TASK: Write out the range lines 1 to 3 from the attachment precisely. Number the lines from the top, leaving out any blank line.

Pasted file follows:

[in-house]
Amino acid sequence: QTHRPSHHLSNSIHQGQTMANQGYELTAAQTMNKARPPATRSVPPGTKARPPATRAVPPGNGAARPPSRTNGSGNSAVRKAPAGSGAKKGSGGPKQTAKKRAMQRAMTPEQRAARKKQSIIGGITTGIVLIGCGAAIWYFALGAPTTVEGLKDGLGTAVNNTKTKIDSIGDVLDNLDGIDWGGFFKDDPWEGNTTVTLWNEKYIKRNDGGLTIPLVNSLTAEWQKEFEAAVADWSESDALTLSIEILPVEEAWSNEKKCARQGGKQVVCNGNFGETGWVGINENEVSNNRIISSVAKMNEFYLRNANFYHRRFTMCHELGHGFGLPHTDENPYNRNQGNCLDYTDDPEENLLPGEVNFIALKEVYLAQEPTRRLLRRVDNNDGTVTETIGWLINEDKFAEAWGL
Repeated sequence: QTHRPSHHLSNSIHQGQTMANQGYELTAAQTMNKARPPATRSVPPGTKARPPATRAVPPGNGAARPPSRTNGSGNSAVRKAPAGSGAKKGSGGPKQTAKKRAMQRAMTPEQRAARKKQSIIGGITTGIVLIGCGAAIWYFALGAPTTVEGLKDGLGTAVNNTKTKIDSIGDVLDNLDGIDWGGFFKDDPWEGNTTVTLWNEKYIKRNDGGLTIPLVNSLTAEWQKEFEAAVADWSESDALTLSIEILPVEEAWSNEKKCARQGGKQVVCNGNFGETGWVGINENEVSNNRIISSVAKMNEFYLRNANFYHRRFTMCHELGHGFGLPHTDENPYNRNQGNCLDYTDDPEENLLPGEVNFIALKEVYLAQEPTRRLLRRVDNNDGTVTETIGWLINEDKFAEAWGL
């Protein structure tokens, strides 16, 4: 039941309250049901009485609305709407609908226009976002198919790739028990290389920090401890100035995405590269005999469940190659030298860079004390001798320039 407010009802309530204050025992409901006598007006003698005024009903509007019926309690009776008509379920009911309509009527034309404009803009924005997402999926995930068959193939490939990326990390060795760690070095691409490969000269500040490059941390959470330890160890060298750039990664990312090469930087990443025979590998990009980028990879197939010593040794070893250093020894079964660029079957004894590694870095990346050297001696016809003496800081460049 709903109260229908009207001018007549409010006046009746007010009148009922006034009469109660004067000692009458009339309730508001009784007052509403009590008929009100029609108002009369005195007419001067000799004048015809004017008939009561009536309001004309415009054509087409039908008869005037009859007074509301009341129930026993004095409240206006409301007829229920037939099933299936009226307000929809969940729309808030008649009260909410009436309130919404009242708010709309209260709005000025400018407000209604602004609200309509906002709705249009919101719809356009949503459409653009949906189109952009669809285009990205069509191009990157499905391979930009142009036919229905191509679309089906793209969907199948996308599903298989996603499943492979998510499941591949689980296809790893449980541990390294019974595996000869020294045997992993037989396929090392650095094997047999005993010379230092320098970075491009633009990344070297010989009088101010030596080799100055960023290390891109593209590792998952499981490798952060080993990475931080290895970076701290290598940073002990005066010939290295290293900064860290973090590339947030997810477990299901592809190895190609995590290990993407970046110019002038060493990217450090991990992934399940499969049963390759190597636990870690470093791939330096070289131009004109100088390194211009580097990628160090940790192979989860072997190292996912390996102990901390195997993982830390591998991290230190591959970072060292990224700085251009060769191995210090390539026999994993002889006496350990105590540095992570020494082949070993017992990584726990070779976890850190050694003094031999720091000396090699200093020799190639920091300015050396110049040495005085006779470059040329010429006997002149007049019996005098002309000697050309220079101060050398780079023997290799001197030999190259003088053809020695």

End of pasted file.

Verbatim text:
[in-house]
Amino acid sequence: QTHRPSHHLSNSIHQGQTMANQGYELTAAQTMNKARPPATRSVPPGTKARPPATRAVPPGNGAARPPSRTNGSGNSAVRKAPAGSGAKKGSGGPKQTAKKRAMQRAMTPEQRAARKKQSIIGGITTGIVLIGCGAAIWYFALGAPTTVEGLKDGLGTAVNNTKTKIDSIGDVLDNLDGIDWGGFFKDDPWEGNTTVTLWNEKYIKRNDGGLTIPLVNSLTAEWQKEFEAAVADWSESDALTLSIEILPVEEAWSNEKKCARQGGKQVVCNGNFGETGWVGINENEVSNNRIISSVAKMNEFYLRNANFYHRRFTMCHELGHGFGLPHTDENPYNRNQGNCLDYTDDPEENLLPGEVNFIALKEVYLAQEPTRRLLRRVDNNDGTVTETIGWLINEDKFAEAWGL
Repeated sequence: QTHRPSHHLSNSIHQGQTMANQGYELTAAQTMNKARPPATRSVPPGTKARPPATRAVPPGNGAARPPSRTNGSGNSAVRKAPAGSGAKKGSGGPKQTAKKRAMQRAMTPEQRAARKKQSIIGGITTGIVLIGCGAAIWYFALGAPTTVEGLKDGLGTAVNNTKTKIDSIGDVLDNLDGIDWGGFFKDDPWEGNTTVTLWNEKYIKRNDGGLTIPLVNSLTAEWQKEFEAAVADWSESDALTLSIEILPVEEAWSNEKKCARQGGKQVVCNGNFGETGWVGINENEVSNNRIISSVAKMNEFYLRNANFYHRRFTMCHELGHGFGLPHTDENPYNRNQGNCLDYTDDPEENLLPGEVNFIALKEVYLAQEPTRRLLRRVDNNDGTVTETIGWLINEDKFAEAWGL